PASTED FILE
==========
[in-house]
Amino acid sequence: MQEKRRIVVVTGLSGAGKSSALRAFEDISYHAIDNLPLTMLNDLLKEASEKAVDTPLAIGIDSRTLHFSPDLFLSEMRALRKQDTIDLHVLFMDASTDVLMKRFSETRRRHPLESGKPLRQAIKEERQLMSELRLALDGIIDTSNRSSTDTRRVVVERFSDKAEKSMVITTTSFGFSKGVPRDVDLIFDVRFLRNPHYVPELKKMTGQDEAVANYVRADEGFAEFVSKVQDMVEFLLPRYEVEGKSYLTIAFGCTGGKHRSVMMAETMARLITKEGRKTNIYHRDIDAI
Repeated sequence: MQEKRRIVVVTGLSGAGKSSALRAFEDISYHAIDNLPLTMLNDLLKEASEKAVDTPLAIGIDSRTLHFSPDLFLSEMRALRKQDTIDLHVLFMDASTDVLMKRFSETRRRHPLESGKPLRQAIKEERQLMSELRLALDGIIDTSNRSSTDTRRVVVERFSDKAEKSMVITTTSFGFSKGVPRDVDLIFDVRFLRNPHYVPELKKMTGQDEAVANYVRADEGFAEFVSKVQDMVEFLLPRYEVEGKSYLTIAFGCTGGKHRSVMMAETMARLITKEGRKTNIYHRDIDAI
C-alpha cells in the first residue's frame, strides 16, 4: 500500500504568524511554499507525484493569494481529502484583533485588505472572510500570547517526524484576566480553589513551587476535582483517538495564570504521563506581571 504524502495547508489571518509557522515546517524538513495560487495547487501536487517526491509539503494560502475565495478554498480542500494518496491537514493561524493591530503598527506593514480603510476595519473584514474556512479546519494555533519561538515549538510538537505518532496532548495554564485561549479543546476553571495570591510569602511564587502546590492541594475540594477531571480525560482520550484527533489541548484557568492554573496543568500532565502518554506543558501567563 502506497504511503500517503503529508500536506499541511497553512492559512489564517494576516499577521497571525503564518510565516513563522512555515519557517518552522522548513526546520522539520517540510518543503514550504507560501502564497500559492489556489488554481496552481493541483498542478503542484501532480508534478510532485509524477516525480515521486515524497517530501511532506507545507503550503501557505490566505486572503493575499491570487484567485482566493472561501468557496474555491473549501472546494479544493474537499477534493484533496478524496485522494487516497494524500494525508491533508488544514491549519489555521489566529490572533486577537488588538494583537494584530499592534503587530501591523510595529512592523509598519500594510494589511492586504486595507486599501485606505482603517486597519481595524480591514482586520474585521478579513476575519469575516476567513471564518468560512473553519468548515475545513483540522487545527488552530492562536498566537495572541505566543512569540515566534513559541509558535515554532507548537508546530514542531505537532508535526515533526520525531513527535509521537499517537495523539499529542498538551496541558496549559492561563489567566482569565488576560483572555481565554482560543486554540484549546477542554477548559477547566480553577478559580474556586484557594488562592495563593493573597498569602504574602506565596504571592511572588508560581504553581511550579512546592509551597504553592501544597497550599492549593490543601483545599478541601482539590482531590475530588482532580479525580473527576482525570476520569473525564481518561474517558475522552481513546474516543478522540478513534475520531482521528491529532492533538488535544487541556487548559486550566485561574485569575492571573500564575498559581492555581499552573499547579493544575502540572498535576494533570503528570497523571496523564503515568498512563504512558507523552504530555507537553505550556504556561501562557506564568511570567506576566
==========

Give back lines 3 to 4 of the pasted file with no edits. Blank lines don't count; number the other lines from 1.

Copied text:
Repeated sequence: MQEKRRIVVVTGLSGAGKSSALRAFEDISYHAIDNLPLTMLNDLLKEASEKAVDTPLAIGIDSRTLHFSPDLFLSEMRALRKQDTIDLHVLFMDASTDVLMKRFSETRRRHPLESGKPLRQAIKEERQLMSELRLALDGIIDTSNRSSTDTRRVVVERFSDKAEKSMVITTTSFGFSKGVPRDVDLIFDVRFLRNPHYVPELKKMTGQDEAVANYVRADEGFAEFVSKVQDMVEFLLPRYEVEGKSYLTIAFGCTGGKHRSVMMAETMARLITKEGRKTNIYHRDIDAI
C-alpha cells in the first residue's frame, strides 16, 4: 500500500504568524511554499507525484493569494481529502484583533485588505472572510500570547517526524484576566480553589513551587476535582483517538495564570504521563506581571 504524502495547508489571518509557522515546517524538513495560487495547487501536487517526491509539503494560502475565495478554498480542500494518496491537514493561524493591530503598527506593514480603510476595519473584514474556512479546519494555533519561538515549538510538537505518532496532548495554564485561549479543546476553571495570591510569602511564587502546590492541594475540594477531571480525560482520550484527533489541548484557568492554573496543568500532565502518554506543558501567563 502506497504511503500517503503529508500536506499541511497553512492559512489564517494576516499577521497571525503564518510565516513563522512555515519557517518552522522548513526546520522539520517540510518543503514550504507560501502564497500559492489556489488554481496552481493541483498542478503542484501532480508534478510532485509524477516525480515521486515524497517530501511532506507545507503550503501557505490566505486572503493575499491570487484567485482566493472561501468557496474555491473549501472546494479544493474537499477534493484533496478524496485522494487516497494524500494525508491533508488544514491549519489555521489566529490572533486577537488588538494583537494584530499592534503587530501591523510595529512592523509598519500594510494589511492586504486595507486599501485606505482603517486597519481595524480591514482586520474585521478579513476575519469575516476567513471564518468560512473553519468548515475545513483540522487545527488552530492562536498566537495572541505566543512569540515566534513559541509558535515554532507548537508546530514542531505537532508535526515533526520525531513527535509521537499517537495523539499529542498538551496541558496549559492561563489567566482569565488576560483572555481565554482560543486554540484549546477542554477548559477547566480553577478559580474556586484557594488562592495563593493573597498569602504574602506565596504571592511572588508560581504553581511550579512546592509551597504553592501544597497550599492549593490543601483545599478541601482539590482531590475530588482532580479525580473527576482525570476520569473525564481518561474517558475522552481513546474516543478522540478513534475520531482521528491529532492533538488535544487541556487548559486550566485561574485569575492571573500564575498559581492555581499552573499547579493544575502540572498535576494533570503528570497523571496523564503515568498512563504512558507523552504530555507537553505550556504556561501562557506564568511570567506576566